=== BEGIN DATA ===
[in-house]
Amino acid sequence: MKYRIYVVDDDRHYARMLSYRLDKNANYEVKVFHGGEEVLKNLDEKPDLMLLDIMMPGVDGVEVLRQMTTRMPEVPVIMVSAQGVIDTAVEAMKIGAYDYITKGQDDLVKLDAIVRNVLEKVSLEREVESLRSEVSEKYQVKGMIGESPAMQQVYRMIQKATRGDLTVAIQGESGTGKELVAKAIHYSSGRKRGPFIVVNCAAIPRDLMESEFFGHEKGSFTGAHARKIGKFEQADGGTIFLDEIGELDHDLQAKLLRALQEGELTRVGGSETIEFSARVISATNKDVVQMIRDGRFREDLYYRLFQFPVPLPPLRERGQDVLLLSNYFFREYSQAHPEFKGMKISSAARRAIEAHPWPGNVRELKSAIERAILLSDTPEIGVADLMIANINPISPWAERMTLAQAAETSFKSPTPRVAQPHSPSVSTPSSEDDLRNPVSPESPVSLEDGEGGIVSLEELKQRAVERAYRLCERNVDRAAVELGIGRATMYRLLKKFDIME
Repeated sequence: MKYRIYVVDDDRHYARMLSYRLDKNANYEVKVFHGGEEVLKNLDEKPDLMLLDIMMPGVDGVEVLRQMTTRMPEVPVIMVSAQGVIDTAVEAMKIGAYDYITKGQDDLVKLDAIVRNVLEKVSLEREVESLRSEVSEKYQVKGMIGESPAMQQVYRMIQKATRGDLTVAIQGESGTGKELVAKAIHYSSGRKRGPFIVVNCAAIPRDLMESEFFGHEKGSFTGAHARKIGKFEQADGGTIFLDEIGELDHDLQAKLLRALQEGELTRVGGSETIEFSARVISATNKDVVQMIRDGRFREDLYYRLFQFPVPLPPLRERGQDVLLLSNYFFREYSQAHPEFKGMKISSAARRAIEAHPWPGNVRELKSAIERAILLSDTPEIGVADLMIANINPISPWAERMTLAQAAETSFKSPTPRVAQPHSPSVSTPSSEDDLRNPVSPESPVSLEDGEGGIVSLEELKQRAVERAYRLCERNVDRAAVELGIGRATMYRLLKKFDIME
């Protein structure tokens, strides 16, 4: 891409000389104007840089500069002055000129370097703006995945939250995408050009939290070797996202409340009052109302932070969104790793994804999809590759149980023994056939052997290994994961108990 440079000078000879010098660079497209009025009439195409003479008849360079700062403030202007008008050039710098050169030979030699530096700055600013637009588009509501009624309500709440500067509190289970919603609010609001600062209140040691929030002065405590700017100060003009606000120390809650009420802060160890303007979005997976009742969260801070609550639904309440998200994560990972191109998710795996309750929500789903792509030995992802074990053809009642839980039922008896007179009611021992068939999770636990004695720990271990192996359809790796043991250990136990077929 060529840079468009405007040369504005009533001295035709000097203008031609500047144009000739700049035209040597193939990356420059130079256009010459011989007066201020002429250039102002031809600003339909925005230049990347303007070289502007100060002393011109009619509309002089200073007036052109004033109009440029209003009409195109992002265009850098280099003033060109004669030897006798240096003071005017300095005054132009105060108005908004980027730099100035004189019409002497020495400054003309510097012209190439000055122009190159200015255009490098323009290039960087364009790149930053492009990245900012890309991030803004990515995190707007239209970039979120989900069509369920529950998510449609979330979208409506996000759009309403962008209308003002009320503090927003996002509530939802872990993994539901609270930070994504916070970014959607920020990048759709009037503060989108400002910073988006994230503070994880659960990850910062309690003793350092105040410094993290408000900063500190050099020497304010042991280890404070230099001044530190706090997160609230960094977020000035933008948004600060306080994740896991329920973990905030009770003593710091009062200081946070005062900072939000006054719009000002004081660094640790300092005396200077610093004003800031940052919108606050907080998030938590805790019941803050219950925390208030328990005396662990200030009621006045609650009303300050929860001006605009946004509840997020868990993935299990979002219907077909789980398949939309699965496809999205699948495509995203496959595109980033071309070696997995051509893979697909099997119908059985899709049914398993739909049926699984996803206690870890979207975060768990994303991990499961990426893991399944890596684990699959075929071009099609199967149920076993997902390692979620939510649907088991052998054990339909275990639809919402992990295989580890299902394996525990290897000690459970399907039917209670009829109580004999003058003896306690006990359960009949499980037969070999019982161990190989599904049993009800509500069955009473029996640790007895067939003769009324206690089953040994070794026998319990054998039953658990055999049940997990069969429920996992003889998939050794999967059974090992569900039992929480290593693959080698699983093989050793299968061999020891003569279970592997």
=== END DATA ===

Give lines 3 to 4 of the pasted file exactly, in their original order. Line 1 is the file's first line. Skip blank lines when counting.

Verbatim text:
Repeated sequence: MKYRIYVVDDDRHYARMLSYRLDKNANYEVKVFHGGEEVLKNLDEKPDLMLLDIMMPGVDGVEVLRQMTTRMPEVPVIMVSAQGVIDTAVEAMKIGAYDYITKGQDDLVKLDAIVRNVLEKVSLEREVESLRSEVSEKYQVKGMIGESPAMQQVYRMIQKATRGDLTVAIQGESGTGKELVAKAIHYSSGRKRGPFIVVNCAAIPRDLMESEFFGHEKGSFTGAHARKIGKFEQADGGTIFLDEIGELDHDLQAKLLRALQEGELTRVGGSETIEFSARVISATNKDVVQMIRDGRFREDLYYRLFQFPVPLPPLRERGQDVLLLSNYFFREYSQAHPEFKGMKISSAARRAIEAHPWPGNVRELKSAIERAILLSDTPEIGVADLMIANINPISPWAERMTLAQAAETSFKSPTPRVAQPHSPSVSTPSSEDDLRNPVSPESPVSLEDGEGGIVSLEELKQRAVERAYRLCERNVDRAAVELGIGRATMYRLLKKFDIME
């Protein structure tokens, strides 16, 4: 891409000389104007840089500069002055000129370097703006995945939250995408050009939290070797996202409340009052109302932070969104790793994804999809590759149980023994056939052997290994994961108990 440079000078000879010098660079497209009025009439195409003479008849360079700062403030202007008008050039710098050169030979030699530096700055600013637009588009509501009624309500709440500067509190289970919603609010609001600062209140040691929030002065405590700017100060003009606000120390809650009420802060160890303007979005997976009742969260801070609550639904309440998200994560990972191109998710795996309750929500789903792509030995992802074990053809009642839980039922008896007179009611021992068939999770636990004695720990271990192996359809790796043991250990136990077929 060529840079468009405007040369504005009533001295035709000097203008031609500047144009000739700049035209040597193939990356420059130079256009010459011989007066201020002429250039102002031809600003339909925005230049990347303007070289502007100060002393011109009619509309002089200073007036052109004033109009440029209003009409195109992002265009850098280099003033060109004669030897006798240096003071005017300095005054132009105060108005908004980027730099100035004189019409002497020495400054003309510097012209190439000055122009190159200015255009490098323009290039960087364009790149930053492009990245900012890309991030803004990515995190707007239209970039979120989900069509369920529950998510449609979330979208409506996000759009309403962008209308003002009320503090927003996002509530939802872990993994539901609270930070994504916070970014959607920020990048759709009037503060989108400002910073988006994230503070994880659960990850910062309690003793350092105040410094993290408000900063500190050099020497304010042991280890404070230099001044530190706090997160609230960094977020000035933008948004600060306080994740896991329920973990905030009770003593710091009062200081946070005062900072939000006054719009000002004081660094640790300092005396200077610093004003800031940052919108606050907080998030938590805790019941803050219950925390208030328990005396662990200030009621006045609650009303300050929860001006605009946004509840997020868990993935299990979002219907077909789980398949939309699965496809999205699948495509995203496959595109980033071309070696997995051509893979697909099997119908059985899709049914398993739909049926699984996803206690870890979207975060768990994303991990499961990426893991399944890596684990699959075929071009099609199967149920076993997902390692979620939510649907088991052998054990339909275990639809919402992990295989580890299902394996525990290897000690459970399907039917209670009829109580004999003058003896306690006990359960009949499980037969070999019982161990190989599904049993009800509500069955009473029996640790007895067939003769009324206690089953040994070794026998319990054998039953658990055999049940997990069969429920996992003889998939050794999967059974090992569900039992929480290593693959080698699983093989050793299968061999020891003569279970592997």